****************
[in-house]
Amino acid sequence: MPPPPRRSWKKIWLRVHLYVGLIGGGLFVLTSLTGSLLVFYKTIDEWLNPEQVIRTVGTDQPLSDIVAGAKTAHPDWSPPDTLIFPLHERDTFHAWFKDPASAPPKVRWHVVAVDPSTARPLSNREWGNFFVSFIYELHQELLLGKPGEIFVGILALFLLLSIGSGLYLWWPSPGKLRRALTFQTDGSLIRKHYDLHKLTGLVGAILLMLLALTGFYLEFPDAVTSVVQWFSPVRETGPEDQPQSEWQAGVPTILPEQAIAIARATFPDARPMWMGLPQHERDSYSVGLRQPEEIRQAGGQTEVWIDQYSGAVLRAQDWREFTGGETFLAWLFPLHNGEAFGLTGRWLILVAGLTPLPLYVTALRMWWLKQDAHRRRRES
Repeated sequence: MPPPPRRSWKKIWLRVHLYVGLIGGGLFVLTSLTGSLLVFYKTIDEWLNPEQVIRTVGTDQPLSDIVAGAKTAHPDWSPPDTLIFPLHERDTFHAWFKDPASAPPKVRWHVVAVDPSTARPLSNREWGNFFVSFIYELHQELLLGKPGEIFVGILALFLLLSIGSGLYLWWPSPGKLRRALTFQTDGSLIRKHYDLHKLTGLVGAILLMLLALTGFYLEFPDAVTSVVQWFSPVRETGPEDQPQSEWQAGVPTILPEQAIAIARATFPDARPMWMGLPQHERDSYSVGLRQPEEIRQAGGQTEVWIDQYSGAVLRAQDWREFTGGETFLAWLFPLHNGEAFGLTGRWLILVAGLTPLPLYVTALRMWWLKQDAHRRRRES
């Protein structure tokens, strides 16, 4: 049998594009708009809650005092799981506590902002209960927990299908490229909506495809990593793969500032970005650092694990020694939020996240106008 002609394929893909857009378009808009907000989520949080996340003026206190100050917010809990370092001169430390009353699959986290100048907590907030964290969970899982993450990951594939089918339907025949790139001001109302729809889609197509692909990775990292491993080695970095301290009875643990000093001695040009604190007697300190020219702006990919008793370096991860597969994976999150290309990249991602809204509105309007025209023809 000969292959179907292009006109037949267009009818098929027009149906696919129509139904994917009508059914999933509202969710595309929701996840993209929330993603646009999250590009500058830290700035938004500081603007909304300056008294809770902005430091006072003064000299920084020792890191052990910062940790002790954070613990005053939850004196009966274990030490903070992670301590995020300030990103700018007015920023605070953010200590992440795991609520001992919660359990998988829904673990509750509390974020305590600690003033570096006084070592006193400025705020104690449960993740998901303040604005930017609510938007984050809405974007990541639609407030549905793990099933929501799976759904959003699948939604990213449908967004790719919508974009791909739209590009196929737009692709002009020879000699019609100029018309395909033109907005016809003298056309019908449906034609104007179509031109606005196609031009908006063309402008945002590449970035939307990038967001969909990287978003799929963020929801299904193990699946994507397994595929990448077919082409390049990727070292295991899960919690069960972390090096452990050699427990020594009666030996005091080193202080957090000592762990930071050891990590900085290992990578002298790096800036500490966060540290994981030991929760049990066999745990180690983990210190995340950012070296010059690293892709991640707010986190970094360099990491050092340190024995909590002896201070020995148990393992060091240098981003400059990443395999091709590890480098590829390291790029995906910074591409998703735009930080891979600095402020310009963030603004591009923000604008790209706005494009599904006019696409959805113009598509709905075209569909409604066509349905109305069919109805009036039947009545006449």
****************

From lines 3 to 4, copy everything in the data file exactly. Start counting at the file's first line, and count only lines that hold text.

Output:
Repeated sequence: MPPPPRRSWKKIWLRVHLYVGLIGGGLFVLTSLTGSLLVFYKTIDEWLNPEQVIRTVGTDQPLSDIVAGAKTAHPDWSPPDTLIFPLHERDTFHAWFKDPASAPPKVRWHVVAVDPSTARPLSNREWGNFFVSFIYELHQELLLGKPGEIFVGILALFLLLSIGSGLYLWWPSPGKLRRALTFQTDGSLIRKHYDLHKLTGLVGAILLMLLALTGFYLEFPDAVTSVVQWFSPVRETGPEDQPQSEWQAGVPTILPEQAIAIARATFPDARPMWMGLPQHERDSYSVGLRQPEEIRQAGGQTEVWIDQYSGAVLRAQDWREFTGGETFLAWLFPLHNGEAFGLTGRWLILVAGLTPLPLYVTALRMWWLKQDAHRRRRES
């Protein structure tokens, strides 16, 4: 049998594009708009809650005092799981506590902002209960927990299908490229909506495809990593793969500032970005650092694990020694939020996240106008 002609394929893909857009378009808009907000989520949080996340003026206190100050917010809990370092001169430390009353699959986290100048907590907030964290969970899982993450990951594939089918339907025949790139001001109302729809889609197509692909990775990292491993080695970095301290009875643990000093001695040009604190007697300190020219702006990919008793370096991860597969994976999150290309990249991602809204509105309007025209023809 000969292959179907292009006109037949267009009818098929027009149906696919129509139904994917009508059914999933509202969710595309929701996840993209929330993603646009999250590009500058830290700035938004500081603007909304300056008294809770902005430091006072003064000299920084020792890191052990910062940790002790954070613990005053939850004196009966274990030490903070992670301590995020300030990103700018007015920023605070953010200590992440795991609520001992919660359990998988829904673990509750509390974020305590600690003033570096006084070592006193400025705020104690449960993740998901303040604005930017609510938007984050809405974007990541639609407030549905793990099933929501799976759904959003699948939604990213449908967004790719919508974009791909739209590009196929737009692709002009020879000699019609100029018309395909033109907005016809003298056309019908449906034609104007179509031109606005196609031009908006063309402008945002590449970035939307990038967001969909990287978003799929963020929801299904193990699946994507397994595929990448077919082409390049990727070292295991899960919690069960972390090096452990050699427990020594009666030996005091080193202080957090000592762990930071050891990590900085290992990578002298790096800036500490966060540290994981030991929760049990066999745990180690983990210190995340950012070296010059690293892709991640707010986190970094360099990491050092340190024995909590002896201070020995148990393992060091240098981003400059990443395999091709590890480098590829390291790029995906910074591409998703735009930080891979600095402020310009963030603004591009923000604008790209706005494009599904006019696409959805113009598509709905075209569909409604066509349905109305069919109805009036039947009545006449």